'Scotland were better than England'

Published on: 19 June 2021

I've been saying it for months. I love Scotland, but it's not blind optimism. I know the players we have and what they are capable of.

And, after a heroic effort at Wembley, they now have the chance to break new ground for the national team and make history.

To go down and outperform England, just wow. I had faith in this team, but to a man Scotland were exceptional.

On another day, we could have earned a famous and deserved victory. No doubt about it, England would have come away glad they got out of it with a point.

Being honest, I was pretty nervous on the morning of the Czech game, which isn't normal. But, leading up to the England game, I was calm. I thought England beating Croatia would help us, because I knew the feeling would be they would turn up and smash Scotland.

Our players would have been hurting and would have known they'd need to put in a performance. And what a performance they delivered.

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The English perspective will all be about where it went wrong and what they needed to do better. It doesn't matter. They could have had anyone on, they wouldn't have had an impact given what Scotland put into that game.

Andy Robertson has grown into the role of being captain brilliantly. In Kieran Tierney, we saw what we were missing against the Czechs. Billy Gilmour was the star man, but Callum McGregor and John McGinn covered everywhere. It was phenomenal.

Grant Hanley didn't give Harry Kane a kick, to the point he was subbed off without really doing anything.

Stephen O'Donnell came in for a lot of stick after the Czech game, but he showed at Wembley why he should be in that team. He nearly scored with an unbelievable effort. At the other end, big David Marshall had one save to make and he made it.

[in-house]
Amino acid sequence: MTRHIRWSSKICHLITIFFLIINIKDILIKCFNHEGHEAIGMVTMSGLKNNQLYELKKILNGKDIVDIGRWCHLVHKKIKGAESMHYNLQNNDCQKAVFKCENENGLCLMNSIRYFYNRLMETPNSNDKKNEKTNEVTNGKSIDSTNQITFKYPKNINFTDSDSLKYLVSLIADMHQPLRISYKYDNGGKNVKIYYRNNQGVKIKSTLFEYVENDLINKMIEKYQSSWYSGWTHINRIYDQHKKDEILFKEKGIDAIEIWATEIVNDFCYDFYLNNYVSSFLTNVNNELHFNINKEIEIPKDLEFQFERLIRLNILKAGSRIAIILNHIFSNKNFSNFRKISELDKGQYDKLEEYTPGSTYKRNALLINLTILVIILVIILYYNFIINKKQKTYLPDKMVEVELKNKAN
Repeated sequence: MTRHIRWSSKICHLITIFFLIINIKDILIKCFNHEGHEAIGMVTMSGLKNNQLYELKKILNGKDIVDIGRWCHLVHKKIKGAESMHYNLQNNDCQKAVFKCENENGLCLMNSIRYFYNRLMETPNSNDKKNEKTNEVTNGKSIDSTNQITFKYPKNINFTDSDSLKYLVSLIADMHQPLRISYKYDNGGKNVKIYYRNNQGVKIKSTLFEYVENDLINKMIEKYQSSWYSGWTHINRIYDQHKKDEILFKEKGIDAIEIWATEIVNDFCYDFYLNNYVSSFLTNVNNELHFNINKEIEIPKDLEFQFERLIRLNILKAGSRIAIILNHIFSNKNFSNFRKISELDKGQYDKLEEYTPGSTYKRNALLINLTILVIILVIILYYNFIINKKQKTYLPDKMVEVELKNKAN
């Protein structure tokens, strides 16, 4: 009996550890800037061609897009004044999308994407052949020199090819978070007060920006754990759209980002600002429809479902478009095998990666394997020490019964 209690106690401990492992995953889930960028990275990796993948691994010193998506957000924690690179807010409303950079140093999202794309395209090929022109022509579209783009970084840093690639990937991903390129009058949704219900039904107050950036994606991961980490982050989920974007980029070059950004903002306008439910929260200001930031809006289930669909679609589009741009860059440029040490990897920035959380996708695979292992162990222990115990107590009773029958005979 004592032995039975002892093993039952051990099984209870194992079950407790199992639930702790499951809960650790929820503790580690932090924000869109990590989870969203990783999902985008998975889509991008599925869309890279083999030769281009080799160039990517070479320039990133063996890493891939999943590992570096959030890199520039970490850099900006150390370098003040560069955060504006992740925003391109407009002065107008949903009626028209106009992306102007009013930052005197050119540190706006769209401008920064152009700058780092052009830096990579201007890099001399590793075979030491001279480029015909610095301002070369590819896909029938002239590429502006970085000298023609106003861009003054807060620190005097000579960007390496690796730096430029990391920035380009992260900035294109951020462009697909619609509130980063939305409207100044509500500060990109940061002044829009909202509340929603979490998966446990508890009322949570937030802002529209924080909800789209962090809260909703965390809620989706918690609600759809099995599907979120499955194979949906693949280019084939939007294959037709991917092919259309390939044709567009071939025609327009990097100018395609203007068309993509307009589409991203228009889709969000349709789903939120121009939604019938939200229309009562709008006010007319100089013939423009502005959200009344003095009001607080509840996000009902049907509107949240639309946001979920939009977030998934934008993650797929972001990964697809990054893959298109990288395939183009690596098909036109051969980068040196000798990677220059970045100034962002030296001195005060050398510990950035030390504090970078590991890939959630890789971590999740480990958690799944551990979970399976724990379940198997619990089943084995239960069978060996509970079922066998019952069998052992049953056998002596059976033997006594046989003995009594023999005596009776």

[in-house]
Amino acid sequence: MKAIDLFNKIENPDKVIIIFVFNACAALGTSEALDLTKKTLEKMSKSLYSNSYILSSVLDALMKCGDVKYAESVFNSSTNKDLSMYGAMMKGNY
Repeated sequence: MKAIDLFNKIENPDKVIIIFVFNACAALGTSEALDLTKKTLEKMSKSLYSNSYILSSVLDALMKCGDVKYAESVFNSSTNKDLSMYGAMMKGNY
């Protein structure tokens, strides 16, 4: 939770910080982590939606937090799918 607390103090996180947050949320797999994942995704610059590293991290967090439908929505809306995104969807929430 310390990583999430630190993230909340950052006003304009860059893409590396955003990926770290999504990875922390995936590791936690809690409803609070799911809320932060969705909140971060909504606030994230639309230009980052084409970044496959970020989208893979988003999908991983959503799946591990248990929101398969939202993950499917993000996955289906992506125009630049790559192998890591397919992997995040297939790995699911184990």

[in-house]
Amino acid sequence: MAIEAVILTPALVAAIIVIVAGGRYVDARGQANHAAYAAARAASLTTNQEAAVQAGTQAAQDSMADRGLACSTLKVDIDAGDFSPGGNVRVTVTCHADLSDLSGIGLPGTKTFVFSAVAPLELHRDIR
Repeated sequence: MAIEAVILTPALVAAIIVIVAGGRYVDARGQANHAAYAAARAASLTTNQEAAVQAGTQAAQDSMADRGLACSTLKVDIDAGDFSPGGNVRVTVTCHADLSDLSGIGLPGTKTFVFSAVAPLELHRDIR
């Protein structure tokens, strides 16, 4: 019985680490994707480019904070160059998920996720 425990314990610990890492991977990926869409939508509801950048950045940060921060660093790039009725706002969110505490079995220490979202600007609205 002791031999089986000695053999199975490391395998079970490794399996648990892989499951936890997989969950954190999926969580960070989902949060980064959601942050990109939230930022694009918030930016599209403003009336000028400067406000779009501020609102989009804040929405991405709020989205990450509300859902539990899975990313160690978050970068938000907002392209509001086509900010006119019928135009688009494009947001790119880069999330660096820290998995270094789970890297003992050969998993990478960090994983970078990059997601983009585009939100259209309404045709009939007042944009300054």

Robertson was right to praise the players after the match, particularly O'Donnell. To cope with the stick he's had with the pressure coming against world-class players, he was incredible.

People from the outside can say "I wouldn't play him" or ask "why is he playing?". You see it in how the team plays why the person should be there.

'Croatia will struggle to find a weakness'

For all the plaudits and credit, it will mean little if the team come up short against Croatia on Tuesday night.

World Cup finalists or not, if we play to that level, nobody will want to play us. If we match that performance and effort on Tuesday night, we have a great chance of qualifying. Beyond that, who knows what could happen?

We have shown we are a unit that we can press, we can sit back and defend, we can pass and create. It's just that last bit and taking chances we are needing to work on.

Croatia will know they are in a fight. Both sides need to win and they have to match our effort.

They have been a solid unit over the years that are hard to beat. But I think, if we play our game, we should be fine. They'll be looking at our players trying to find a weakness. On the basis of the game at Wembley, they'll be struggling to uncover one.

We can't get carried away though. We have to approach it in the right manner and you can be sure Steve Clarke is hammering that home. The Croats have looked ordinary, but nothing but the best will do for Scotland on Tuesday.

What would progression mean? It would mean everything.

The expectation level and the support of the national team is on such a high. The players are carrying that weight.

There were question marks after Monday's defeat. But the manager has dealt with the pressure of getting us there in the first place and opening the tournament at Hampden. They are now trying to do what's never been done before and get out of a group at a major finals.

We've had some unbelievable teams with world-class players over the years who haven't managed it. This would be historic for Scotland.

As I left Wembley on Friday night, all that was there was pride from the Scotland supporters. Pride in the players and pride in the performance that they were better than England.

It's now time to show Europe they can be better than Croatia as well.

James McFadden was speaking to BBC Scotland's Scott Mullen.

Source: bbc.com